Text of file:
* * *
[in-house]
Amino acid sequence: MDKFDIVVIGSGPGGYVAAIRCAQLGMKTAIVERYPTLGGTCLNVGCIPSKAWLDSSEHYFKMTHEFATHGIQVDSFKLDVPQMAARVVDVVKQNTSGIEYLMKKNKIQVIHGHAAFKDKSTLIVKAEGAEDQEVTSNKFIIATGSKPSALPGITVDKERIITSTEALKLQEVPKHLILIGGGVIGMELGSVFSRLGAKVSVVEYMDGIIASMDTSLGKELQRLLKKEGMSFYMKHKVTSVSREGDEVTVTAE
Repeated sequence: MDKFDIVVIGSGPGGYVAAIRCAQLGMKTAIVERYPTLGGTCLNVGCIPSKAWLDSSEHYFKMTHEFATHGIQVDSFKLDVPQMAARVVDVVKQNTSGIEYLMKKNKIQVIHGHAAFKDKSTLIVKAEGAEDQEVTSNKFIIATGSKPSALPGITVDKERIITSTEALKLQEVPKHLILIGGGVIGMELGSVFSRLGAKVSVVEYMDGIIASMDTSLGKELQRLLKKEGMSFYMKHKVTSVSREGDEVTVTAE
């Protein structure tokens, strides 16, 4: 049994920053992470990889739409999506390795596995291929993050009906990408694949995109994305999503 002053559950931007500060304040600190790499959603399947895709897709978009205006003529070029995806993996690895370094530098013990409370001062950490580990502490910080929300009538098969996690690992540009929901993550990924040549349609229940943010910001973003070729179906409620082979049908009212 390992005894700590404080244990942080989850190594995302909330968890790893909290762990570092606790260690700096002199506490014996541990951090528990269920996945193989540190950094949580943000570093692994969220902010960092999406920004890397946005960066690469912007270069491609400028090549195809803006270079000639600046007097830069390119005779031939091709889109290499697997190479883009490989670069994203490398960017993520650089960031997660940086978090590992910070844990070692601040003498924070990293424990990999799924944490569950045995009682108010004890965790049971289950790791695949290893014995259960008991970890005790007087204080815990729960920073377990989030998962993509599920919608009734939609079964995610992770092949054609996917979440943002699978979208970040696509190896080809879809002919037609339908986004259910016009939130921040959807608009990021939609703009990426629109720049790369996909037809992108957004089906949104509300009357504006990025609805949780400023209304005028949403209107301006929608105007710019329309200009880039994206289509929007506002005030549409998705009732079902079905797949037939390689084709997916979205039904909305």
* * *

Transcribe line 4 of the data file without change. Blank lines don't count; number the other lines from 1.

């Protein structure tokens, strides 16, 4: 049994920053992470990889739409999506390795596995291929993050009906990408694949995109994305999503 002053559950931007500060304040600190790499959603399947895709897709978009205006003529070029995806993996690895370094530098013990409370001062950490580990502490910080929300009538098969996690690992540009929901993550990924040549349609229940943010910001973003070729179906409620082979049908009212 390992005894700590404080244990942080989850190594995302909330968890790893909290762990570092606790260690700096002199506490014996541990951090528990269920996945193989540190950094949580943000570093692994969220902010960092999406920004890397946005960066690469912007270069491609400028090549195809803006270079000639600046007097830069390119005779031939091709889109290499697997190479883009490989670069994203490398960017993520650089960031997660940086978090590992910070844990070692601040003498924070990293424990990999799924944490569950045995009682108010004890965790049971289950790791695949290893014995259960008991970890005790007087204080815990729960920073377990989030998962993509599920919608009734939609079964995610992770092949054609996917979440943002699978979208970040696509190896080809879809002919037609339908986004259910016009939130921040959807608009990021939609703009990426629109720049790369996909037809992108957004089906949104509300009357504006990025609805949780400023209304005028949403209107301006929608105007710019329309200009880039994206289509929007506002005030549409998705009732079902079905797949037939390689084709997916979205039904909305």